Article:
We had spent a few busy days in Delhi, India followed by some busy days in Cairo, Egypt. It was time to stop sight seeing for a few days, settle in one spot, and get caught up on school and trip planning. I had found a nice apartment that we could rent for a week on the west bank of the Nile at Luxor and thought it looked ideal. Of course, you never really know until you get there but our fingers were crossed!
As it turned out, I think this has been one of my favourite places. It was out in the countryside but you could still walk up to the village in about ½ an hour.
We had farmers on both sides and we could sit on our balcony and watch them working in the fields.
A camel was grazing in one of the fields beside us and every few minutes a donkey cart, filled with the day’s collection from the field would trot past. It was perfect! I felt like we could relax, get some work done, but still experience the local culture.
The man who picked us up at the train station turned out to be the brother of the owner of the apartment. He apparently was tasked with the job of being available to us every day should we need anything. This included driving us places, helping us to get groceries, etc. While at first this seemed lovely, and we did have him drive us to The Valley of the Kings, we quickly learned that his rates were a little pricier than what we had hoped to pay, and decided it was best to use local transport as much as possible. He was clearly disappointed and would come each day asking us if he could take us any where or help with anything. We explained our tight finances and hoped he understood!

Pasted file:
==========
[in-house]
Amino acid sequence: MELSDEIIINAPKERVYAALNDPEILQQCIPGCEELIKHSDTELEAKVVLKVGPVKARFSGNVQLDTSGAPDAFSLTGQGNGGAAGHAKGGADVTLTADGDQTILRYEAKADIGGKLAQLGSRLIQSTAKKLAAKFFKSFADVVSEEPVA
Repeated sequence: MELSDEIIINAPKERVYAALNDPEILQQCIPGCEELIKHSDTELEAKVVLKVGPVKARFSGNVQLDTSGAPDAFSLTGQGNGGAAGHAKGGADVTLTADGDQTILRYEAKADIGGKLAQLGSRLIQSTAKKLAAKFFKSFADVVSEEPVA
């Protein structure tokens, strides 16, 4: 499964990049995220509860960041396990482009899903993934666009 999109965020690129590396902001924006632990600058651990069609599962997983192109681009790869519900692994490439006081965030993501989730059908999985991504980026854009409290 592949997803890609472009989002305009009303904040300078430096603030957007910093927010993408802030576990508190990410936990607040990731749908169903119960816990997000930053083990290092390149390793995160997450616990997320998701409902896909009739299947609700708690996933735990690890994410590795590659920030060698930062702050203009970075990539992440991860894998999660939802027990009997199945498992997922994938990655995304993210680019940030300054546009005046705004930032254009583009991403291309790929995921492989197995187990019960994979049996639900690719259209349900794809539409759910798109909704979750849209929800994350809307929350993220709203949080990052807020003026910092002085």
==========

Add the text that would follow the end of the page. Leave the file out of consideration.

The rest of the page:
At Valley of the Kings (no photos allowed near the tombs)
So, while in Luxor we would walk into town and pick up groceries from the local stores. There weren’t a lot of options. The stores were very small and poorly stocked. We had to get a bit creative with meals: what can you make with 3 eggs, a can of tuna, and some rice? There was only 1 package of meat in the freezer and we had to go to a different shop for fruits and veggies. Still, we managed just fine and it was nice to be able to do our own cooking.
Once in the village, there was a ferry that the locals used to travel across to the east bank, where Luxor city centre lay. We were able to catch this ferry for less than $1 for all 4 of us, so it was a great way to travel.
Once on the east bank we were harassed much more because the caleche drivers (horses with buggies) waited there for tourists. Unfortunately, Egypt’s tourist industry is suffering tremendously right now. We hardly saw any other foreigners; and of course this meant everyone was desperate for our business.
One night we caught the ferry across and visited the Luxor Temple. It was beautiful to see it in the evening. There was something special about seeing it lit up. I’d highly recommend it.
Another day we decided to catch a calech to Karnak Temple.
A lot of the time, we just enjoyed our home in the country. We watched some documentaries about the Egyptian mummies, got caught up on lots of school work, and tried to plan the weeks ahead.
One of the highlights of our stay in Luxor was spending time with a local Egyptian family. You can read more about that in Clay’s blog….